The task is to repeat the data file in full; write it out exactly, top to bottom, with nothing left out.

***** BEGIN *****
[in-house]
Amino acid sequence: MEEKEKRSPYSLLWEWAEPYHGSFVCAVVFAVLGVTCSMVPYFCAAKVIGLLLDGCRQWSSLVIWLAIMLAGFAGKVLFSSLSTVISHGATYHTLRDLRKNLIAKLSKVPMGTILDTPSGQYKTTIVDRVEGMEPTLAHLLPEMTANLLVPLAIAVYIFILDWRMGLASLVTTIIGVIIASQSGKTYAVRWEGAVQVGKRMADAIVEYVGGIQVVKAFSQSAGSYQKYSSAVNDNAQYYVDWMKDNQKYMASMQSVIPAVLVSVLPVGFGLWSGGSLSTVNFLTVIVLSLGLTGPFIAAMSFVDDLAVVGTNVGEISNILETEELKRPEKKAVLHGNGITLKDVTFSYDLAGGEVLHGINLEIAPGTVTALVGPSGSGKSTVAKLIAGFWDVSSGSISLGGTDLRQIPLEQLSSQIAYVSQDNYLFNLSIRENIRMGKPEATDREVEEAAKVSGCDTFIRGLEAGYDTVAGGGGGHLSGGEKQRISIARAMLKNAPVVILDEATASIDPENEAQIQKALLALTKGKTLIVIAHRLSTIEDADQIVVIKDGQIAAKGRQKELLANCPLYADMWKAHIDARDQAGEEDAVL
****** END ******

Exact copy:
[in-house]
Amino acid sequence: MEEKEKRSPYSLLWEWAEPYHGSFVCAVVFAVLGVTCSMVPYFCAAKVIGLLLDGCRQWSSLVIWLAIMLAGFAGKVLFSSLSTVISHGATYHTLRDLRKNLIAKLSKVPMGTILDTPSGQYKTTIVDRVEGMEPTLAHLLPEMTANLLVPLAIAVYIFILDWRMGLASLVTTIIGVIIASQSGKTYAVRWEGAVQVGKRMADAIVEYVGGIQVVKAFSQSAGSYQKYSSAVNDNAQYYVDWMKDNQKYMASMQSVIPAVLVSVLPVGFGLWSGGSLSTVNFLTVIVLSLGLTGPFIAAMSFVDDLAVVGTNVGEISNILETEELKRPEKKAVLHGNGITLKDVTFSYDLAGGEVLHGINLEIAPGTVTALVGPSGSGKSTVAKLIAGFWDVSSGSISLGGTDLRQIPLEQLSSQIAYVSQDNYLFNLSIRENIRMGKPEATDREVEEAAKVSGCDTFIRGLEAGYDTVAGGGGGHLSGGEKQRISIARAMLKNAPVVILDEATASIDPENEAQIQKALLALTKGKTLIVIAHRLSTIEDADQIVVIKDGQIAAKGRQKELLANCPLYADMWKAHIDARDQAGEEDAVL